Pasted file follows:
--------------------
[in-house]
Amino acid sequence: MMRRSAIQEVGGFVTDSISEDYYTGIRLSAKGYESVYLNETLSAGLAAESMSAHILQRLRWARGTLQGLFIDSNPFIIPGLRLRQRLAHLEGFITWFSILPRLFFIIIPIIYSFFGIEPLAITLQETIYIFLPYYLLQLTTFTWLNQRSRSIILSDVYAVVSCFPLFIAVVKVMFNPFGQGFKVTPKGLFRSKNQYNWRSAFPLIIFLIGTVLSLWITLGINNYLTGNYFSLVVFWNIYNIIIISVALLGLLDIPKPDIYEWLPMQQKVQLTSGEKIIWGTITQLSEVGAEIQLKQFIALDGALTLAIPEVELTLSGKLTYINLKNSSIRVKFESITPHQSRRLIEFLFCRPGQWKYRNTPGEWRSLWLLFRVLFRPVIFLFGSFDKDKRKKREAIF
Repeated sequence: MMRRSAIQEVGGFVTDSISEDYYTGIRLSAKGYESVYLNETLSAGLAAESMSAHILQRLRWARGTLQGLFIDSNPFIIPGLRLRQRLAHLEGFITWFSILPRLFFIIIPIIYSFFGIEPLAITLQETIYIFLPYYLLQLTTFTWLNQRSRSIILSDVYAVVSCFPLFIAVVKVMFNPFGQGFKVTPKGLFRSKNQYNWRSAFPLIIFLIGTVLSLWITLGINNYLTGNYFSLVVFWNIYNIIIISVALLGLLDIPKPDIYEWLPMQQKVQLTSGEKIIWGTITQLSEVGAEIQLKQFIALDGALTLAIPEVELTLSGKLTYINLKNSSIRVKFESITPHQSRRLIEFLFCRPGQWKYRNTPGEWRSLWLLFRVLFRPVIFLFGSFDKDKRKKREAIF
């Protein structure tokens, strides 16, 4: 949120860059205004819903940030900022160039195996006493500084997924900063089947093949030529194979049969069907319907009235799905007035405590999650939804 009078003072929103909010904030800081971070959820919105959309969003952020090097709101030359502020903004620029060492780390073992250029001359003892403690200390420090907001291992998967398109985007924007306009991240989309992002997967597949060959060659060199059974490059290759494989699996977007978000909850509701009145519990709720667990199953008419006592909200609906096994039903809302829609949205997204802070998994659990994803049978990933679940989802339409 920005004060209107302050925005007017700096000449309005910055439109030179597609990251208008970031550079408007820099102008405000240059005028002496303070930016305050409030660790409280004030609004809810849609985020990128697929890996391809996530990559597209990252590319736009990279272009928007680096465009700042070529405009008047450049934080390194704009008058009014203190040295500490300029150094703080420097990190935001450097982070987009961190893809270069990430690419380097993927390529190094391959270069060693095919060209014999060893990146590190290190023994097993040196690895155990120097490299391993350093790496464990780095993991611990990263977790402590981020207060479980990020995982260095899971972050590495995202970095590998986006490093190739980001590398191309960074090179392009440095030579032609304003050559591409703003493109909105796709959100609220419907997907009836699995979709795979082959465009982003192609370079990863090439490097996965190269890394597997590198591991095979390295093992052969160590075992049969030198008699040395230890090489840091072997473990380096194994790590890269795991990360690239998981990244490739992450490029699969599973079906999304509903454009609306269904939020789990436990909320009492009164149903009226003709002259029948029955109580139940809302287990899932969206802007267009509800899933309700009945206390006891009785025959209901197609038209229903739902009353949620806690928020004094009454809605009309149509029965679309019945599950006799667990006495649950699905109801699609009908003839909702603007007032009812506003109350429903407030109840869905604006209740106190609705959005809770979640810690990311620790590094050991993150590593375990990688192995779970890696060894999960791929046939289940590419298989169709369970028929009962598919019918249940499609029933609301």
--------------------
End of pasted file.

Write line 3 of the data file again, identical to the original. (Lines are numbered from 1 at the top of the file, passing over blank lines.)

Repeated sequence: MMRRSAIQEVGGFVTDSISEDYYTGIRLSAKGYESVYLNETLSAGLAAESMSAHILQRLRWARGTLQGLFIDSNPFIIPGLRLRQRLAHLEGFITWFSILPRLFFIIIPIIYSFFGIEPLAITLQETIYIFLPYYLLQLTTFTWLNQRSRSIILSDVYAVVSCFPLFIAVVKVMFNPFGQGFKVTPKGLFRSKNQYNWRSAFPLIIFLIGTVLSLWITLGINNYLTGNYFSLVVFWNIYNIIIISVALLGLLDIPKPDIYEWLPMQQKVQLTSGEKIIWGTITQLSEVGAEIQLKQFIALDGALTLAIPEVELTLSGKLTYINLKNSSIRVKFESITPHQSRRLIEFLFCRPGQWKYRNTPGEWRSLWLLFRVLFRPVIFLFGSFDKDKRKKREAIF